Sunday, January 15, 2017

20th Century Women

A single parent raising a family faces many challenges. After my grandfather died in a horrible industrial accident, my grandmother was left with two sons and two daughters to bring up on her own. I continue to admire how she managed to do this. And that probably has a lot to do with my strong feelings about 20th Century Women. This movie takes place in Southern California during the late 1970s. It focuses on a single mom who asks for help from two other women because she worries about her own communication with her teenage son. Besides dealing with the mother/son relationship, the film also shows these very different women exploring issues of love and freedom.   

The movie is a wonderful character-driven offering with first-rate acting by a very strong cast. Annette Bening brings her drama/comedy “A game” to the lead role, and she’s ably supported by Lucas Jade Zumann, Elle Fanning, Greta Gerwig, and Billy Crudup.

Written and directed by Mike Mills, this motion picture demonstrates how skillful writing and outstanding performances can transform a simple bittersweet story into something very special indeed.           

A single mom and her young son
are very close. But he’s not done
with growing up, so here’s mom’s plan.
She will get some help, if she can.

A father figure might be great.
Still, that thought seems way, way too late.
Two younger gals try in their style –
spending time with the son a while.

But will this work and help the boy?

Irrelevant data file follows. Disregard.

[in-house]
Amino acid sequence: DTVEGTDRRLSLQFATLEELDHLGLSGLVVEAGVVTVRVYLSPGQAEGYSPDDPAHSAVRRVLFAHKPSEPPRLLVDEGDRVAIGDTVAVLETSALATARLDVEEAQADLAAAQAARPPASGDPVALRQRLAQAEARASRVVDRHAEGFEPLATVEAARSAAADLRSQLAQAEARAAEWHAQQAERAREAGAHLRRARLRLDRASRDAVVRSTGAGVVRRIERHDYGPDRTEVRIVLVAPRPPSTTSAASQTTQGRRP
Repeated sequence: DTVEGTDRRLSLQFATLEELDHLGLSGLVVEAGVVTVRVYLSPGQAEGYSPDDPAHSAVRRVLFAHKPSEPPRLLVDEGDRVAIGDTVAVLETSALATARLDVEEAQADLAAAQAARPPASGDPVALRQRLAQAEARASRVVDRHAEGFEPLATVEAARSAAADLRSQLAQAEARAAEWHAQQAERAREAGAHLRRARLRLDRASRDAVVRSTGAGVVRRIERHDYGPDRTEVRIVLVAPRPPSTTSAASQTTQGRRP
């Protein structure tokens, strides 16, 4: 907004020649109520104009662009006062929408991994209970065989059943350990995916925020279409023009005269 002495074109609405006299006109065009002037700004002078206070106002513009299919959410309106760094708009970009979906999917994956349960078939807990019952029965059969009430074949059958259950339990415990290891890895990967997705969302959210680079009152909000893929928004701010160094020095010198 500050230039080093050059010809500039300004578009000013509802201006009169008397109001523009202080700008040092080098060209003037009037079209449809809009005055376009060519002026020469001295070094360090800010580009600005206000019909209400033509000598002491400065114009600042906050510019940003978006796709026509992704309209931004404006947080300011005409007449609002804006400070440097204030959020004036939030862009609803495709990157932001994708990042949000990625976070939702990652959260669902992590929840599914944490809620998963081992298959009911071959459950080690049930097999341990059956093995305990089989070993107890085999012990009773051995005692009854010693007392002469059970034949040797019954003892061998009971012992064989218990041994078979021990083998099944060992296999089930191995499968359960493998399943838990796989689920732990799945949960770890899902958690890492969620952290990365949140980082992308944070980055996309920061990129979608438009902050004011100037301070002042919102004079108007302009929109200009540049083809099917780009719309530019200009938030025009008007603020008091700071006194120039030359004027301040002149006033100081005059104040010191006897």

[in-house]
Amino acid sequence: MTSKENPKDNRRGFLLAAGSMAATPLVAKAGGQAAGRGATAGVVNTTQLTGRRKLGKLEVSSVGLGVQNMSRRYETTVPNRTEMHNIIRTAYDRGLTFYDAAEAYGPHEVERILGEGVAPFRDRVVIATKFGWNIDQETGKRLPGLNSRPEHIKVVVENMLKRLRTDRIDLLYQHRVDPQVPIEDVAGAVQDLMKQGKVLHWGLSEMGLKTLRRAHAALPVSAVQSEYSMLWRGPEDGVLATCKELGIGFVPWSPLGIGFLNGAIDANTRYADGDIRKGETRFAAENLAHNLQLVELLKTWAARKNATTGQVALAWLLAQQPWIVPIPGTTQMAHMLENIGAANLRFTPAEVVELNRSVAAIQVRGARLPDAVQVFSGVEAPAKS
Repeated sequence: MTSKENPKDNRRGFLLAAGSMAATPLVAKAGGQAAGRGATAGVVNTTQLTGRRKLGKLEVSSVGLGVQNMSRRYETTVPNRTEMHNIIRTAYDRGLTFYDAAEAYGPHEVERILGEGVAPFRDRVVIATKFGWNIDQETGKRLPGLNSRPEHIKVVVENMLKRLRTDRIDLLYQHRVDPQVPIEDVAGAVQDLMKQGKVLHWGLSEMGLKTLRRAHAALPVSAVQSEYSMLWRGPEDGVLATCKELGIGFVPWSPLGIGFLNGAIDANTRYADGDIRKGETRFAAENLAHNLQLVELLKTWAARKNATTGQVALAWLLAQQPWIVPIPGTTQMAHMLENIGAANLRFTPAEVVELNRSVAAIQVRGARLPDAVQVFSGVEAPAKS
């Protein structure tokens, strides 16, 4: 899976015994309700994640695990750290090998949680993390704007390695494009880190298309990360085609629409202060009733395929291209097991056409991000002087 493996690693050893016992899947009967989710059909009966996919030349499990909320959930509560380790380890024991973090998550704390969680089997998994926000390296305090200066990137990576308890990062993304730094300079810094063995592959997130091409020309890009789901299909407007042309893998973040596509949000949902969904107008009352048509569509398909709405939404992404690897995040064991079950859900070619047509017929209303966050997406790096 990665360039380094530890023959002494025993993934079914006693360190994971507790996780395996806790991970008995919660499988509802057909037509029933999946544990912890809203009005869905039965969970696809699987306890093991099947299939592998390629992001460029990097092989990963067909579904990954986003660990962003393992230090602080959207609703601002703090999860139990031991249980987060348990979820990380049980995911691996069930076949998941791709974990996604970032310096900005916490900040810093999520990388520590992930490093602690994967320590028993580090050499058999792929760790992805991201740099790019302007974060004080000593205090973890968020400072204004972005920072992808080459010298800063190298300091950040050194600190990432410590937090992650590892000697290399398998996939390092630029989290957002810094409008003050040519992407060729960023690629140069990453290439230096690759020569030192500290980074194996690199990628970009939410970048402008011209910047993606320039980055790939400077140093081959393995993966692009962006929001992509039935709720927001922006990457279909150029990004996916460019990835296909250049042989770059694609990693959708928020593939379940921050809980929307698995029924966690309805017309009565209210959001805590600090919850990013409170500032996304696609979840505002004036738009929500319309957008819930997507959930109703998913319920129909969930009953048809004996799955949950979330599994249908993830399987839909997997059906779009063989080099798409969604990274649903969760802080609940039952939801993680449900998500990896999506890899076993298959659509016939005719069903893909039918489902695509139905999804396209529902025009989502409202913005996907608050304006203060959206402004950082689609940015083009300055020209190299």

Could they share too much or be coy?
Annette Bening is at her best
as mother hen in this snug nest.

The younger women are portrayed
by actresses who don’t evade
reaching down deep to make us feel
their characters are really real.

Elle Fanning and Greta Gerwig
earn kudos for doing this gig.
Lucas Jade Zumann as the son
gets a cheer for acting he’s done.

And Billy Crudup steals his scenes --
a handyman for stairs and things.
Helping out is an easy plot.
I like this movie quite a lot!

Men are what their mothers made them. --- Ralph Waldo Emerson

It’s not our job to toughen our children up to face the world. It’s our job to raise children who will make the world a little less cruel and heartless. --- K.R. Knost

Happy is the son whose faith in his mother remains unchallenged. --- Louisa May Alcott

(Released by A24 and rated “R” for sexual material, some nudity and brief drug use.)


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Tuesday, January 10, 2017

Donald J. Levit: In Memoriam

We received some sad news this week. Donald J. Levit, one of our longtime valued critics at ReelTalk Movie Reviews, passed away on January 8. We will miss his thorough, perceptive and well-written reviews.